Peppers, hot or not, sweet or spicy, green or red, large or small…. are the very very very BEST ever when fresh roasted, right over the flame on your stove or out on the grill. I like to buy a batch of jalapenos, poblanos, pasillas, or bellpeppers, roast ’em up, and keep them handy in the freezer for whenever the desire or need for their luscious smokey spicy flavor pops up. You can whip up a few or a batch in no time. Before I discovered this nifty perforated grill pan, I used to balance my chiles and peppers on the burner of my gas stove. It would get a bit perilous for those jalapenos, so I held them over the flame with a pair of metal tongs. With this handy pan, it’s easy to roast any size of pepper, turning them as they blister and brown, either with a pair of tongs or by giving the pan a little shake. You can roast other veggies in a pan like this too, but if sliced or juicy, you can expect a very messy stove. Mushrooms, green onions, brussel sprouts, and the like do really well. Keep the fan going overhead to draw up the smoke and bits of ash that may float up. Your only real clean up will be wiping up bits of ash off the stove; an easy task. On the outdoor grill you can do all your small sliced veggies, whole or halved tomatoes, and fruits on a pan like this. Super handy!
Be sure to keep the flame high while you are roasting, turning each piece every now and then until all sides of the chilies are well blistered and getting blackened (but not deeply charred). If you are lacking a gas stove (I feel so sorry for you!) you can lay your peppers in a single layer on a baking sheet and put them directly under the broiler on the top rack of your oven, checking and turning every now and then so they get evenly done. The taste is not the same as fire roasted, but still fairly superb! You can freeze them fresh off the pan or out of the broiler, with charred skins intact, if you like. When you wish to use, the skins will come off pretty easily. I prefer to remove the skins first, use what I need right then, and then freeze the rest. To loosen the skins from the peppers you can freeze them (like above) or put in a bowl just the right size to hold them all, and put a dish or other cover on top so they can sweat in their own steam for 5 minutes or so. Then slide the skins off with your hands. Don’t rinse the peppers under water to get the skins off, use your hands to pull the skins off and rinse the charred bits off your hands. If you rinse the peppers you will be washing away some of the best flavor ever! Freeze your peeled chili peppers whole. For bell peppers, cut them open to remove pith and seeds, and then cut into wide strips. Place the whole peppers or slices out in a single layer on a plate or dish and place in freezer uncovered for 30-60 minutes until frozen. Then transfer them to a plastic freezer storage container. This way they will not all get frozen solid together and it’s easy to slice off just what you need whenever you want to add a kick of heat and awesome flavor to just about anything. For instance, I like to add about a half inch piece of roasted jalapeno to the blender when I make mango lassi. Wow! Roasted chiles with hash browns, mashed potatoes, or literally anything potato, are simply stellar. Add roasted peppers of all kinds to pilaus, paella, sandwiches, grain-based salads, beans, scrambled tofu, soups, stews, grilled cheese sandwiches… the list goes on.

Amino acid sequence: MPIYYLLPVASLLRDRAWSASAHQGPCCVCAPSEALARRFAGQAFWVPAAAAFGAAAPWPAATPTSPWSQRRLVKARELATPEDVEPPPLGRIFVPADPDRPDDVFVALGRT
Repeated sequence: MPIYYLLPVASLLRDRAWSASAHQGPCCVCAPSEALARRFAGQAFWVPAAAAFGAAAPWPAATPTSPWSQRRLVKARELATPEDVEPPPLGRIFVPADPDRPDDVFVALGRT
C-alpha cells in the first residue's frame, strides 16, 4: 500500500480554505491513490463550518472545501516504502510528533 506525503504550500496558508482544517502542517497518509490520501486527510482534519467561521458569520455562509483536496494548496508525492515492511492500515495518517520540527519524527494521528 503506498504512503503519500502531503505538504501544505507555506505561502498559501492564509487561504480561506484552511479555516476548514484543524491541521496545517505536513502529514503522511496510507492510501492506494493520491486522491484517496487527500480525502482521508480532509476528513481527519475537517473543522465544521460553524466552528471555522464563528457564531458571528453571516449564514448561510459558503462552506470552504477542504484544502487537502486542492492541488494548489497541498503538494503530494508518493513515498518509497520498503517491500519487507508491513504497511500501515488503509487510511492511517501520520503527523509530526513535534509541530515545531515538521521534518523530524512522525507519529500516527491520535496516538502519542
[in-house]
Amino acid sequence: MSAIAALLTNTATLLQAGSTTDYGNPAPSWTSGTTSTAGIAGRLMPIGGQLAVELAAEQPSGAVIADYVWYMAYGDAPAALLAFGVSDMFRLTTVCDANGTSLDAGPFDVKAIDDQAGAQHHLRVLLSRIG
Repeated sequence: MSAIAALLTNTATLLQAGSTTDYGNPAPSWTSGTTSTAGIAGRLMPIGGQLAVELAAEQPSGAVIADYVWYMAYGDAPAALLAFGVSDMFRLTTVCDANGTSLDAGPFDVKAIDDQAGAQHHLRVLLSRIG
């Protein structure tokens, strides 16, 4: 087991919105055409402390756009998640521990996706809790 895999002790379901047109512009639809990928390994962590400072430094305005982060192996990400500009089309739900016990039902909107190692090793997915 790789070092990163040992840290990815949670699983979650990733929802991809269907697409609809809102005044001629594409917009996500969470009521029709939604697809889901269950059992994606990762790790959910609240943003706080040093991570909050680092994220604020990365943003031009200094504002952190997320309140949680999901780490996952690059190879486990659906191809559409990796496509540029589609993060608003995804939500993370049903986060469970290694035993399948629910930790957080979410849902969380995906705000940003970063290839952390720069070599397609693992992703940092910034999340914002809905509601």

Yogi Bhajan once said that women are married to green chilies. Well, I may not be married to green chilies, but I am certainly in love!
Green Chile Mango Lassi
Yield: 1 serving
1-1/2 cup plain yogurt
1 cup fresh or frozen ripe mango cubes
1/2 inch piece roasted hot green chili pepper (jalapeno, Serrano, Thai)
squeeze of lemon
honey to taste
Place all ingredients in blender jar and blend until nice and smooth. Pour over ice into a glass. In alternative, add some ice to blender or use frozen mango pieces.